I wrote the post below, at another forum and posted it here, as some people might find it helpful.
The habituation process.
Habituation is frequently talked about in tinnitus forums and probably comes in at second place to the popular question: when will a cure be found? It seems some people have become quite taken with this word and believe it is the most important thing to strive for when dealing with this condition. Everyone wants to habituate as soon as possible and carry on living their life doing everything that they want to and putting tinnitus firmly behind them.
I can honestly say that I see nothing wrong with that, but wanting something in the speed that we would like it isn’t always achievable, especially with something like tinnitus. A few people that have had tinnitus for a while have contacted me to discuss just that. They have concerns about the length of time it’s taking to habituate. Similarly, I have heard from those new to this condition that want the habitation process to start as quickly as possible. Both groups tell me they are doing all the right things but it seems patience is giving way to despondency and despair and some are starting to believe habituation might never happen for them.
It is of little comfort to these people when they hear family and friends say, tinnitus is just a minor irritant and something that can easily be ignored. Occasionally, it might be intrusive but this is never more than temporary and they are still able to carry on with their life unperturbed. I often sense the frustration a person is under when they are relaying this to me. Whether I’m talking to them on the telephone, private messenger or answering an email. It is then I’m often asked: why is it that the habituation process doesn’t seem to be happening for them?
Answering such a question isn’t easy because there is no single answer that I can provide but I will say this. Tinnitus is a common condition that comes in many forms and intensities and no two people experience it the same. It can be very troublesome especially in the early stages of onset, but gradually this gives way and the condition settles down and in time many manage to cope with it when it’s mild or moderate. Sometimes this may involve treatment via a hearing therapist or a person achieves this naturally without being referred to a clinic.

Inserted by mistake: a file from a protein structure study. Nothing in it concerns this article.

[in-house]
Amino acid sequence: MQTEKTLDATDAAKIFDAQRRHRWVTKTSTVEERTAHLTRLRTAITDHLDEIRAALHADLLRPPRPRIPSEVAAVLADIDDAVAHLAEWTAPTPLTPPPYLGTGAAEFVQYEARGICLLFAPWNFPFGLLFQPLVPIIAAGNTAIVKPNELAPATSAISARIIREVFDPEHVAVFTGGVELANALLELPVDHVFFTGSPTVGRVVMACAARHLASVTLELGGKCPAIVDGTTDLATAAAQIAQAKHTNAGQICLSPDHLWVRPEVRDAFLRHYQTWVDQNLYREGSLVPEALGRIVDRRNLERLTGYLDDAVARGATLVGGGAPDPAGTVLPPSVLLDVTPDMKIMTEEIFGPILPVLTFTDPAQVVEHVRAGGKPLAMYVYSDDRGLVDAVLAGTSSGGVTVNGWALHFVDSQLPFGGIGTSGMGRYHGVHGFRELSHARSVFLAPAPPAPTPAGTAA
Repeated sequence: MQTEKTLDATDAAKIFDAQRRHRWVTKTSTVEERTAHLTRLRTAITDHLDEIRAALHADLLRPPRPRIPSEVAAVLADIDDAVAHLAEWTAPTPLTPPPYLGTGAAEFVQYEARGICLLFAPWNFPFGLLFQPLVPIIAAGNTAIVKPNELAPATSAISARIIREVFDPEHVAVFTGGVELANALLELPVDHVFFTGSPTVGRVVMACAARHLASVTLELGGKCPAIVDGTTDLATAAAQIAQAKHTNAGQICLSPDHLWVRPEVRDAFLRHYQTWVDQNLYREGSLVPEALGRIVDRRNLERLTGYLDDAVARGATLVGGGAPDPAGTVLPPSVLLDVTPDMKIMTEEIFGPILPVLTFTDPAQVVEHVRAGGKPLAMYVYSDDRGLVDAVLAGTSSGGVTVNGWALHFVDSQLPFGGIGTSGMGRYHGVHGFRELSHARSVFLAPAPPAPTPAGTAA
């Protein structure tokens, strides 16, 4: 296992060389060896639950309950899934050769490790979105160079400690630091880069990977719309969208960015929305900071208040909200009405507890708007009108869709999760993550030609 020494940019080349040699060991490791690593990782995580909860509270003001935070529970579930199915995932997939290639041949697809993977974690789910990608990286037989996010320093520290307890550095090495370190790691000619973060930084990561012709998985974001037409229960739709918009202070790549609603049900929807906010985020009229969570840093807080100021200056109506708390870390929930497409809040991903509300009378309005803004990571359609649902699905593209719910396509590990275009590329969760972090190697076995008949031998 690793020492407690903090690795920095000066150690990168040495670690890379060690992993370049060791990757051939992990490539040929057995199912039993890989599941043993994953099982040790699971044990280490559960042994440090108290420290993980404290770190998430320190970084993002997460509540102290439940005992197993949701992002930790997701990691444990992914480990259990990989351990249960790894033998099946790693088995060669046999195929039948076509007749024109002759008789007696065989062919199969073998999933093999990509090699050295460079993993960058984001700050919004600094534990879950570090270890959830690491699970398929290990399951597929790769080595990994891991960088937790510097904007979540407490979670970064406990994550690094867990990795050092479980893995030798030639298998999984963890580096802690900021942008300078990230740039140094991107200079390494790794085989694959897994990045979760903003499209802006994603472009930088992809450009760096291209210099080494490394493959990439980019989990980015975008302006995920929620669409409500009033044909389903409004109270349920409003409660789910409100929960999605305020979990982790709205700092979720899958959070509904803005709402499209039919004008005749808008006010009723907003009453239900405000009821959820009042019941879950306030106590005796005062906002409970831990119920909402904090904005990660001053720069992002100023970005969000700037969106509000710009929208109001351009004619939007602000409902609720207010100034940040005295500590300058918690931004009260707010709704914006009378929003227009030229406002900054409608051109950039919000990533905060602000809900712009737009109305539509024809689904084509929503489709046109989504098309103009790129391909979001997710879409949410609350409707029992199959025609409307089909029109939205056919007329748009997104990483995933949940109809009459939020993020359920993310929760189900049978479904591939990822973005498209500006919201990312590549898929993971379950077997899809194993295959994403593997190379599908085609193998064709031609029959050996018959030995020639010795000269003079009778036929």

It should be noted that tinnitus can be a complex condition, depending on how loud and intrusive it is for the individual? So what I’ve just outlined won’t apply to everyone. There are other factors that also come into play. A person’s make-up or rather their outlook on life. Whether they are positive or negative thinking can help or delay the habitation process. In addition to this, stress and anxiety are often associated with tinnitus and a person might be taking medication such as an antidepressant to help cope with it. There are a myriad of scenarios that I could relay to you on how tinnitus can affect someone’s quality of life, their well-being and the habituation process. For now I will say this:
When a person habituates to tinnitus it means they are able cope with it but this doesn’t mean they will never hear it. Although some people habituate to a level where the tinnitus is rarely heard or stays at a very low level. Whether the tinnitus is silent for periods of time or remains low, mild, moderate or is occasionally intrusive, it doesn’t really matter, because it all means the same thing. When habituation is reached a person will know, because whatever the level it will not bother you.
However, like everything there are exceptions and tinnitus is no different. I believe there are some limitations to habituation. As I have previously said the condition comes in many forms and intensities. Some people have variable tinnitus that can fluctuate from: silent, mild, moderate and severe. When it is loud and intrusive (severe) and this level is sustained for long periods it can become very debilitating and a person might have to take medication to cope with it, which is usually supplied by their doctor. This level of sustained intrusiveness shouldn’t be confused with a tinnitus spike, which usually returns to baseline within a short period of time.
I want to say that I believe habituation is achievable for most people with time. In some instances a person might need the professional help of a Hearing Therapist or Audiologist, as there are a variety of treatment options available to help one in the habituation process. One should also try to be realistic. There are some people that will accept nothing less than a complete cure from their tinnitus and this is unfortunate, because they could waste a lot of time being miserable.
I have corresponded with people that have said, their tinnitus is very low and is only heard occasionally or in a quiet room, at night for instance. Yet these people are not satisfied because they want a complete cure and will deliberately seek out quiet surroundings to monitor their tinnitus, checking to see if it has increased or not. It’s as if they have become obsessed with this condition and to the point where is starts to affect their relationship with those that are close to them, and I don’t think this is healthy.
In summing up I want to say one last thing. Those that are having treatment with a Hearing Therapist, Audiologist, or finding that their tinnitus is becoming less intrusive and they are in the habituation process. Try not to read negative posts or associate with negative thinking people who are not in the same place that you are, as their beliefs can prevent your advancement, if you are not careful.
I wish you well
PS: further reading on habituation:
Tinnitus, A Personal View
Answers to Hyperacusis and Habituation
Hyperacusis, As I see it.